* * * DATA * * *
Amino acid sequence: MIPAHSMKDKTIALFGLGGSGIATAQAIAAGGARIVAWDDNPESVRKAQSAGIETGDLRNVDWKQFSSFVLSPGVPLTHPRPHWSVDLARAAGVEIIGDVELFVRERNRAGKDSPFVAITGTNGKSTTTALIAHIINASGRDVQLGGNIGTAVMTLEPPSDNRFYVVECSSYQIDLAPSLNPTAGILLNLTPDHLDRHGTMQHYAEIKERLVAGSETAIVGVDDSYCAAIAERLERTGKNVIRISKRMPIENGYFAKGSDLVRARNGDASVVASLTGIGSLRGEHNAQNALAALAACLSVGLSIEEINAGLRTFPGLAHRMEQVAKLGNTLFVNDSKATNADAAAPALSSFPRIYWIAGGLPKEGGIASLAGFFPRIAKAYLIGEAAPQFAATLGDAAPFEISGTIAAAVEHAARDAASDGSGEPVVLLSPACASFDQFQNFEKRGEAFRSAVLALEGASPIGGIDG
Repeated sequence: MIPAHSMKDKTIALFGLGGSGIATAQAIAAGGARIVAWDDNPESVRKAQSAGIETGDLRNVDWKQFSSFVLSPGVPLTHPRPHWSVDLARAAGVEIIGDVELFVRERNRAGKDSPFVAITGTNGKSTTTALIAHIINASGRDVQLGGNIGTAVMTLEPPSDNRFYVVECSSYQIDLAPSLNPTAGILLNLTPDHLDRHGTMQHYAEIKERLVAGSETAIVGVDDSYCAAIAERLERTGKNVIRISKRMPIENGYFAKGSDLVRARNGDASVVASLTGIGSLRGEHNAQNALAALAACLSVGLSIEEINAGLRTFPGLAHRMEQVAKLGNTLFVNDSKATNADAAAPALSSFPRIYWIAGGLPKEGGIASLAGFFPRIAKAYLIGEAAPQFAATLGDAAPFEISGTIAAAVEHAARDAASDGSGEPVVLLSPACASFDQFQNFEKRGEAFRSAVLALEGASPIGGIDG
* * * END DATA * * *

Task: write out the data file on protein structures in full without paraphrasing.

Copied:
Amino acid sequence: MIPAHSMKDKTIALFGLGGSGIATAQAIAAGGARIVAWDDNPESVRKAQSAGIETGDLRNVDWKQFSSFVLSPGVPLTHPRPHWSVDLARAAGVEIIGDVELFVRERNRAGKDSPFVAITGTNGKSTTTALIAHIINASGRDVQLGGNIGTAVMTLEPPSDNRFYVVECSSYQIDLAPSLNPTAGILLNLTPDHLDRHGTMQHYAEIKERLVAGSETAIVGVDDSYCAAIAERLERTGKNVIRISKRMPIENGYFAKGSDLVRARNGDASVVASLTGIGSLRGEHNAQNALAALAACLSVGLSIEEINAGLRTFPGLAHRMEQVAKLGNTLFVNDSKATNADAAAPALSSFPRIYWIAGGLPKEGGIASLAGFFPRIAKAYLIGEAAPQFAATLGDAAPFEISGTIAAAVEHAARDAASDGSGEPVVLLSPACASFDQFQNFEKRGEAFRSAVLALEGASPIGGIDG
Repeated sequence: MIPAHSMKDKTIALFGLGGSGIATAQAIAAGGARIVAWDDNPESVRKAQSAGIETGDLRNVDWKQFSSFVLSPGVPLTHPRPHWSVDLARAAGVEIIGDVELFVRERNRAGKDSPFVAITGTNGKSTTTALIAHIINASGRDVQLGGNIGTAVMTLEPPSDNRFYVVECSSYQIDLAPSLNPTAGILLNLTPDHLDRHGTMQHYAEIKERLVAGSETAIVGVDDSYCAAIAERLERTGKNVIRISKRMPIENGYFAKGSDLVRARNGDASVVASLTGIGSLRGEHNAQNALAALAACLSVGLSIEEINAGLRTFPGLAHRMEQVAKLGNTLFVNDSKATNADAAAPALSSFPRIYWIAGGLPKEGGIASLAGFFPRIAKAYLIGEAAPQFAATLGDAAPFEISGTIAAAVEHAARDAASDGSGEPVVLLSPACASFDQFQNFEKRGEAFRSAVLALEGASPIGGIDG